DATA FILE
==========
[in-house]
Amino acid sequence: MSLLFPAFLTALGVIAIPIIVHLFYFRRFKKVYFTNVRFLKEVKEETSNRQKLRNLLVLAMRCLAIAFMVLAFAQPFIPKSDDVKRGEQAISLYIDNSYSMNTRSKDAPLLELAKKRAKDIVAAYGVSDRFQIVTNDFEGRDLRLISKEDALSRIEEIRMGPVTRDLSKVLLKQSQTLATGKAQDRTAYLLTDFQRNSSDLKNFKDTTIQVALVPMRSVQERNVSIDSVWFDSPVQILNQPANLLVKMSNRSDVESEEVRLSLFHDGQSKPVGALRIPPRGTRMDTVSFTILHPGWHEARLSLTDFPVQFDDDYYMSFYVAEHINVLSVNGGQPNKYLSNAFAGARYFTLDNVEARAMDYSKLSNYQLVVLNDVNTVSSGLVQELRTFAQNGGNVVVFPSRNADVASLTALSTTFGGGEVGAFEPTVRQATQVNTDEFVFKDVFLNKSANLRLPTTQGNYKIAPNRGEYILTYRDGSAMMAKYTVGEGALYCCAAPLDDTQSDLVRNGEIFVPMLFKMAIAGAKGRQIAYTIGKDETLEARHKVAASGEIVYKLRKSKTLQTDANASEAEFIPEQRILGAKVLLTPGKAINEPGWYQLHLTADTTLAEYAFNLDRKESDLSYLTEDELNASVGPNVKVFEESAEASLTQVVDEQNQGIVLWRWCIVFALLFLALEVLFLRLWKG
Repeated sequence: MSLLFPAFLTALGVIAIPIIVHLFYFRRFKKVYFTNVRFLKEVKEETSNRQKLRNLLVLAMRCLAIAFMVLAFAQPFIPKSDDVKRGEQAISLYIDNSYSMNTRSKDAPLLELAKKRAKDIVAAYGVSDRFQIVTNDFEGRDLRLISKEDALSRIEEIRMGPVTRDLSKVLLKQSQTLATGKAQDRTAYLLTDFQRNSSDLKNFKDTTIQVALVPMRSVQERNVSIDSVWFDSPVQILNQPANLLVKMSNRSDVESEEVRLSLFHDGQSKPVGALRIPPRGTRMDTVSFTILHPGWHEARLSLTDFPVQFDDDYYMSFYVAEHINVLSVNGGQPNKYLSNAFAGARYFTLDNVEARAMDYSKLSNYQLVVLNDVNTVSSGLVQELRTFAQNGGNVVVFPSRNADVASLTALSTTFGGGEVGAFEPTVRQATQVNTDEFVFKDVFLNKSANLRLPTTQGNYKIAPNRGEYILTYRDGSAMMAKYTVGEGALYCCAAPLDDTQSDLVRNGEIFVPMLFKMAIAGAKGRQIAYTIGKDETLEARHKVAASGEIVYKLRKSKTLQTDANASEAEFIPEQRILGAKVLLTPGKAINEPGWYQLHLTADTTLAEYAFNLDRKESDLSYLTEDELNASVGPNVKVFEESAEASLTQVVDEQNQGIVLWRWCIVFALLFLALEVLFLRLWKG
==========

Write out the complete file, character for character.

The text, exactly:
[in-house]
Amino acid sequence: MSLLFPAFLTALGVIAIPIIVHLFYFRRFKKVYFTNVRFLKEVKEETSNRQKLRNLLVLAMRCLAIAFMVLAFAQPFIPKSDDVKRGEQAISLYIDNSYSMNTRSKDAPLLELAKKRAKDIVAAYGVSDRFQIVTNDFEGRDLRLISKEDALSRIEEIRMGPVTRDLSKVLLKQSQTLATGKAQDRTAYLLTDFQRNSSDLKNFKDTTIQVALVPMRSVQERNVSIDSVWFDSPVQILNQPANLLVKMSNRSDVESEEVRLSLFHDGQSKPVGALRIPPRGTRMDTVSFTILHPGWHEARLSLTDFPVQFDDDYYMSFYVAEHINVLSVNGGQPNKYLSNAFAGARYFTLDNVEARAMDYSKLSNYQLVVLNDVNTVSSGLVQELRTFAQNGGNVVVFPSRNADVASLTALSTTFGGGEVGAFEPTVRQATQVNTDEFVFKDVFLNKSANLRLPTTQGNYKIAPNRGEYILTYRDGSAMMAKYTVGEGALYCCAAPLDDTQSDLVRNGEIFVPMLFKMAIAGAKGRQIAYTIGKDETLEARHKVAASGEIVYKLRKSKTLQTDANASEAEFIPEQRILGAKVLLTPGKAINEPGWYQLHLTADTTLAEYAFNLDRKESDLSYLTEDELNASVGPNVKVFEESAEASLTQVVDEQNQGIVLWRWCIVFALLFLALEVLFLRLWKG
Repeated sequence: MSLLFPAFLTALGVIAIPIIVHLFYFRRFKKVYFTNVRFLKEVKEETSNRQKLRNLLVLAMRCLAIAFMVLAFAQPFIPKSDDVKRGEQAISLYIDNSYSMNTRSKDAPLLELAKKRAKDIVAAYGVSDRFQIVTNDFEGRDLRLISKEDALSRIEEIRMGPVTRDLSKVLLKQSQTLATGKAQDRTAYLLTDFQRNSSDLKNFKDTTIQVALVPMRSVQERNVSIDSVWFDSPVQILNQPANLLVKMSNRSDVESEEVRLSLFHDGQSKPVGALRIPPRGTRMDTVSFTILHPGWHEARLSLTDFPVQFDDDYYMSFYVAEHINVLSVNGGQPNKYLSNAFAGARYFTLDNVEARAMDYSKLSNYQLVVLNDVNTVSSGLVQELRTFAQNGGNVVVFPSRNADVASLTALSTTFGGGEVGAFEPTVRQATQVNTDEFVFKDVFLNKSANLRLPTTQGNYKIAPNRGEYILTYRDGSAMMAKYTVGEGALYCCAAPLDDTQSDLVRNGEIFVPMLFKMAIAGAKGRQIAYTIGKDETLEARHKVAASGEIVYKLRKSKTLQTDANASEAEFIPEQRILGAKVLLTPGKAINEPGWYQLHLTADTTLAEYAFNLDRKESDLSYLTEDELNASVGPNVKVFEESAEASLTQVVDEQNQGIVLWRWCIVFALLFLALEVLFLRLWKG